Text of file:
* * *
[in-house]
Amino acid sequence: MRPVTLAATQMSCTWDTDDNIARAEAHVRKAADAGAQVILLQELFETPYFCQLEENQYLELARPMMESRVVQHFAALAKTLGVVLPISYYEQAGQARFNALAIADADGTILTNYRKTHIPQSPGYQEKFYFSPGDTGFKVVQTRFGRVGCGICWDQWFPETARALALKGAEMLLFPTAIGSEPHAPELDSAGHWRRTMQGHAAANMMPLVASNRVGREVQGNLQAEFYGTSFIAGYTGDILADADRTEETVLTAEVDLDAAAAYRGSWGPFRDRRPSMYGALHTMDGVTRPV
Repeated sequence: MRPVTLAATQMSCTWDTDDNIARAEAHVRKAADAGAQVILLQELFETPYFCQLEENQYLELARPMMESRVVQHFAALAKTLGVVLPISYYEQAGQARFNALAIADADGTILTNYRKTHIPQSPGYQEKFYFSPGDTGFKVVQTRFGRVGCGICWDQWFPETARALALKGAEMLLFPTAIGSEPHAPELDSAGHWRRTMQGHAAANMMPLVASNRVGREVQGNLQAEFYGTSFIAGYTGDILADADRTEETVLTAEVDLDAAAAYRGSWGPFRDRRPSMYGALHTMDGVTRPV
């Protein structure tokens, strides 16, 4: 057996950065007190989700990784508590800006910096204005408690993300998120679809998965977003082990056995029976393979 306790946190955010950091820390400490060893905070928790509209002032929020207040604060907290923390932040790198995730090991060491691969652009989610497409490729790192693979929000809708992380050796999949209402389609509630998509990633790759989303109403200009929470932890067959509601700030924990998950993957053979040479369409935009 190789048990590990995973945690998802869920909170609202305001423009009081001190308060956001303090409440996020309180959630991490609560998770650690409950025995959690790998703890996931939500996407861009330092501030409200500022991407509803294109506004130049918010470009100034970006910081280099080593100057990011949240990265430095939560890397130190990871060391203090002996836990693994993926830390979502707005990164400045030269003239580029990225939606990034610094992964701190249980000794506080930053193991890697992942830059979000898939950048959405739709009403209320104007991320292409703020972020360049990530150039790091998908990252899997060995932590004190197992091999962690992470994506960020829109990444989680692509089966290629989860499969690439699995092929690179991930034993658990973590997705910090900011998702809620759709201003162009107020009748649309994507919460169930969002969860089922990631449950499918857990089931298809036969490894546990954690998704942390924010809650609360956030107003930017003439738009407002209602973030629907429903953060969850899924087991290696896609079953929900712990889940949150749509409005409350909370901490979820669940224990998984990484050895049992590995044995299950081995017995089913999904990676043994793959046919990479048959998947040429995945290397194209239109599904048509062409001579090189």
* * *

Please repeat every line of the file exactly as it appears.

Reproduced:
[in-house]
Amino acid sequence: MRPVTLAATQMSCTWDTDDNIARAEAHVRKAADAGAQVILLQELFETPYFCQLEENQYLELARPMMESRVVQHFAALAKTLGVVLPISYYEQAGQARFNALAIADADGTILTNYRKTHIPQSPGYQEKFYFSPGDTGFKVVQTRFGRVGCGICWDQWFPETARALALKGAEMLLFPTAIGSEPHAPELDSAGHWRRTMQGHAAANMMPLVASNRVGREVQGNLQAEFYGTSFIAGYTGDILADADRTEETVLTAEVDLDAAAAYRGSWGPFRDRRPSMYGALHTMDGVTRPV
Repeated sequence: MRPVTLAATQMSCTWDTDDNIARAEAHVRKAADAGAQVILLQELFETPYFCQLEENQYLELARPMMESRVVQHFAALAKTLGVVLPISYYEQAGQARFNALAIADADGTILTNYRKTHIPQSPGYQEKFYFSPGDTGFKVVQTRFGRVGCGICWDQWFPETARALALKGAEMLLFPTAIGSEPHAPELDSAGHWRRTMQGHAAANMMPLVASNRVGREVQGNLQAEFYGTSFIAGYTGDILADADRTEETVLTAEVDLDAAAAYRGSWGPFRDRRPSMYGALHTMDGVTRPV
């Protein structure tokens, strides 16, 4: 057996950065007190989700990784508590800006910096204005408690993300998120679809998965977003082990056995029976393979 306790946190955010950091820390400490060893905070928790509209002032929020207040604060907290923390932040790198995730090991060491691969652009989610497409490729790192693979929000809708992380050796999949209402389609509630998509990633790759989303109403200009929470932890067959509601700030924990998950993957053979040479369409935009 190789048990590990995973945690998802869920909170609202305001423009009081001190308060956001303090409440996020309180959630991490609560998770650690409950025995959690790998703890996931939500996407861009330092501030409200500022991407509803294109506004130049918010470009100034970006910081280099080593100057990011949240990265430095939560890397130190990871060391203090002996836990693994993926830390979502707005990164400045030269003239580029990225939606990034610094992964701190249980000794506080930053193991890697992942830059979000898939950048959405739709009403209320104007991320292409703020972020360049990530150039790091998908990252899997060995932590004190197992091999962690992470994506960020829109990444989680692509089966290629989860499969690439699995092929690179991930034993658990973590997705910090900011998702809620759709201003162009107020009748649309994507919460169930969002969860089922990631449950499918857990089931298809036969490894546990954690998704942390924010809650609360956030107003930017003439738009407002209602973030629907429903953060969850899924087991290696896609079953929900712990889940949150749509409005409350909370901490979820669940224990998984990484050895049992590995044995299950081995017995089913999904990676043994793959046919990479048959998947040429995945290397194209239109599904048509062409001579090189």